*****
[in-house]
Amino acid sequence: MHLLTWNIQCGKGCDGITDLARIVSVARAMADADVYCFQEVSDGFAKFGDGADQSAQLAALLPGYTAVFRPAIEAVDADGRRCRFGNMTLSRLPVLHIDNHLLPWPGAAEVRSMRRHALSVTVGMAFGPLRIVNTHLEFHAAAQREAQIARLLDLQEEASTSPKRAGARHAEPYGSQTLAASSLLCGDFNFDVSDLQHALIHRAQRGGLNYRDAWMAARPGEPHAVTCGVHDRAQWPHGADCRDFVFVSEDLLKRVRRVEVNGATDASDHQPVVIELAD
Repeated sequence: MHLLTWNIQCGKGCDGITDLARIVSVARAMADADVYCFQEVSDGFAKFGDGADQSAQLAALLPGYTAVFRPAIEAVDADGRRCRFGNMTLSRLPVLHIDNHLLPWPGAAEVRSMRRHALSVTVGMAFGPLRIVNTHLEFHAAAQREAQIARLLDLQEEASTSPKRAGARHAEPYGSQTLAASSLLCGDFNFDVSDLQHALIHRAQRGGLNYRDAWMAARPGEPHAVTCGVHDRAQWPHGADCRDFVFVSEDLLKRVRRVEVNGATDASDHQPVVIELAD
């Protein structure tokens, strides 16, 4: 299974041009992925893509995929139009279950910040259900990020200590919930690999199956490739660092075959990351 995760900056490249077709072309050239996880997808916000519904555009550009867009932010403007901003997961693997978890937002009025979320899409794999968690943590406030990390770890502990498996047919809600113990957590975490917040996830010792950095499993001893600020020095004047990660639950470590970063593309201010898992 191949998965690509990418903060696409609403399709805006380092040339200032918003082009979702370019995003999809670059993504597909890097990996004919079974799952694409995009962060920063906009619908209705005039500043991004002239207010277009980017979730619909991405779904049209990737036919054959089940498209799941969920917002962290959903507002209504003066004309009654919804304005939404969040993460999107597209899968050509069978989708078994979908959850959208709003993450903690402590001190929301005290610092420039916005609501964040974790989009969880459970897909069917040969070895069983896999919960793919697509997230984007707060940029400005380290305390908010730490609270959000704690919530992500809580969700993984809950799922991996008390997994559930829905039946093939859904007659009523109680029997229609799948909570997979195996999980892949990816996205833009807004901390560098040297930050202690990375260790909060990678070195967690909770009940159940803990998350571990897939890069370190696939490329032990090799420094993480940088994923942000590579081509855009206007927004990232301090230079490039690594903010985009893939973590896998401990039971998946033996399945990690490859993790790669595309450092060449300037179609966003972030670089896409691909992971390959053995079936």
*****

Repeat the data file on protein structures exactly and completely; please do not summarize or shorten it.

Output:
[in-house]
Amino acid sequence: MHLLTWNIQCGKGCDGITDLARIVSVARAMADADVYCFQEVSDGFAKFGDGADQSAQLAALLPGYTAVFRPAIEAVDADGRRCRFGNMTLSRLPVLHIDNHLLPWPGAAEVRSMRRHALSVTVGMAFGPLRIVNTHLEFHAAAQREAQIARLLDLQEEASTSPKRAGARHAEPYGSQTLAASSLLCGDFNFDVSDLQHALIHRAQRGGLNYRDAWMAARPGEPHAVTCGVHDRAQWPHGADCRDFVFVSEDLLKRVRRVEVNGATDASDHQPVVIELAD
Repeated sequence: MHLLTWNIQCGKGCDGITDLARIVSVARAMADADVYCFQEVSDGFAKFGDGADQSAQLAALLPGYTAVFRPAIEAVDADGRRCRFGNMTLSRLPVLHIDNHLLPWPGAAEVRSMRRHALSVTVGMAFGPLRIVNTHLEFHAAAQREAQIARLLDLQEEASTSPKRAGARHAEPYGSQTLAASSLLCGDFNFDVSDLQHALIHRAQRGGLNYRDAWMAARPGEPHAVTCGVHDRAQWPHGADCRDFVFVSEDLLKRVRRVEVNGATDASDHQPVVIELAD
């Protein structure tokens, strides 16, 4: 299974041009992925893509995929139009279950910040259900990020200590919930690999199956490739660092075959990351 995760900056490249077709072309050239996880997808916000519904555009550009867009932010403007901003997961693997978890937002009025979320899409794999968690943590406030990390770890502990498996047919809600113990957590975490917040996830010792950095499993001893600020020095004047990660639950470590970063593309201010898992 191949998965690509990418903060696409609403399709805006380092040339200032918003082009979702370019995003999809670059993504597909890097990996004919079974799952694409995009962060920063906009619908209705005039500043991004002239207010277009980017979730619909991405779904049209990737036919054959089940498209799941969920917002962290959903507002209504003066004309009654919804304005939404969040993460999107597209899968050509069978989708078994979908959850959208709003993450903690402590001190929301005290610092420039916005609501964040974790989009969880459970897909069917040969070895069983896999919960793919697509997230984007707060940029400005380290305390908010730490609270959000704690919530992500809580969700993984809950799922991996008390997994559930829905039946093939859904007659009523109680029997229609799948909570997979195996999980892949990816996205833009807004901390560098040297930050202690990375260790909060990678070195967690909770009940159940803990998350571990897939890069370190696939490329032990090799420094993480940088994923942000590579081509855009206007927004990232301090230079490039690594903010985009893939973590896998401990039971998946033996399945990690490859993790790669595309450092060449300037179609966003972030670089896409691909992971390959053995079936």